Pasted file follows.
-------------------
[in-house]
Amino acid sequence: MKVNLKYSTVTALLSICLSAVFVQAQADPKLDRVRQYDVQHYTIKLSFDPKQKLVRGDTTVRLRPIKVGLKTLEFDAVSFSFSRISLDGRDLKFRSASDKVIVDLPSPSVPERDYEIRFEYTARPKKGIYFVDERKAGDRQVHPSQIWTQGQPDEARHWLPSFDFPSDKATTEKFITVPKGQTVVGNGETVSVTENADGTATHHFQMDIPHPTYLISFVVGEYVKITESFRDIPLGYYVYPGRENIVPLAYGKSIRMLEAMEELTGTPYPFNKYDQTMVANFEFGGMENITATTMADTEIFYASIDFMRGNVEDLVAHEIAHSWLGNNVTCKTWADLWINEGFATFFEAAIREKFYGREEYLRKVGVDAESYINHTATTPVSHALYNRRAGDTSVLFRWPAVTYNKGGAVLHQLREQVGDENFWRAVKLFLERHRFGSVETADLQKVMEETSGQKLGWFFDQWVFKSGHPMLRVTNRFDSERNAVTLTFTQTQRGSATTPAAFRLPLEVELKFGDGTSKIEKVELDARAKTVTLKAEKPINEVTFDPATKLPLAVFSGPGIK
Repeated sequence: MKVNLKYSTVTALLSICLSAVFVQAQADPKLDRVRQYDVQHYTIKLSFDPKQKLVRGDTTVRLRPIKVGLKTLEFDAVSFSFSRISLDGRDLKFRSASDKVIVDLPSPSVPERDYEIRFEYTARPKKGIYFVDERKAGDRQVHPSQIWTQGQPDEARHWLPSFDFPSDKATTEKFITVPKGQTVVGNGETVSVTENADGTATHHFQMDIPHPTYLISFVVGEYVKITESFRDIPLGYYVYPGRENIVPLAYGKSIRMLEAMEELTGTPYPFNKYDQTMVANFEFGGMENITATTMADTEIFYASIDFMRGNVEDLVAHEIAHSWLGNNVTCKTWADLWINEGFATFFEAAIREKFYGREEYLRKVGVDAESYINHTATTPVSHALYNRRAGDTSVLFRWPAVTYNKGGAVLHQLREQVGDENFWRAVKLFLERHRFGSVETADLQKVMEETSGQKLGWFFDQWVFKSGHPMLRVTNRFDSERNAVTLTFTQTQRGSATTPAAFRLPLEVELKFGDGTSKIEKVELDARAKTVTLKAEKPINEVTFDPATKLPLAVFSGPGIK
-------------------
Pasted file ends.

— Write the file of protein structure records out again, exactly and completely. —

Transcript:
[in-house]
Amino acid sequence: MKVNLKYSTVTALLSICLSAVFVQAQADPKLDRVRQYDVQHYTIKLSFDPKQKLVRGDTTVRLRPIKVGLKTLEFDAVSFSFSRISLDGRDLKFRSASDKVIVDLPSPSVPERDYEIRFEYTARPKKGIYFVDERKAGDRQVHPSQIWTQGQPDEARHWLPSFDFPSDKATTEKFITVPKGQTVVGNGETVSVTENADGTATHHFQMDIPHPTYLISFVVGEYVKITESFRDIPLGYYVYPGRENIVPLAYGKSIRMLEAMEELTGTPYPFNKYDQTMVANFEFGGMENITATTMADTEIFYASIDFMRGNVEDLVAHEIAHSWLGNNVTCKTWADLWINEGFATFFEAAIREKFYGREEYLRKVGVDAESYINHTATTPVSHALYNRRAGDTSVLFRWPAVTYNKGGAVLHQLREQVGDENFWRAVKLFLERHRFGSVETADLQKVMEETSGQKLGWFFDQWVFKSGHPMLRVTNRFDSERNAVTLTFTQTQRGSATTPAAFRLPLEVELKFGDGTSKIEKVELDARAKTVTLKAEKPINEVTFDPATKLPLAVFSGPGIK
Repeated sequence: MKVNLKYSTVTALLSICLSAVFVQAQADPKLDRVRQYDVQHYTIKLSFDPKQKLVRGDTTVRLRPIKVGLKTLEFDAVSFSFSRISLDGRDLKFRSASDKVIVDLPSPSVPERDYEIRFEYTARPKKGIYFVDERKAGDRQVHPSQIWTQGQPDEARHWLPSFDFPSDKATTEKFITVPKGQTVVGNGETVSVTENADGTATHHFQMDIPHPTYLISFVVGEYVKITESFRDIPLGYYVYPGRENIVPLAYGKSIRMLEAMEELTGTPYPFNKYDQTMVANFEFGGMENITATTMADTEIFYASIDFMRGNVEDLVAHEIAHSWLGNNVTCKTWADLWINEGFATFFEAAIREKFYGREEYLRKVGVDAESYINHTATTPVSHALYNRRAGDTSVLFRWPAVTYNKGGAVLHQLREQVGDENFWRAVKLFLERHRFGSVETADLQKVMEETSGQKLGWFFDQWVFKSGHPMLRVTNRFDSERNAVTLTFTQTQRGSATTPAAFRLPLEVELKFGDGTSKIEKVELDARAKTVTLKAEKPINEVTFDPATKLPLAVFSGPGIK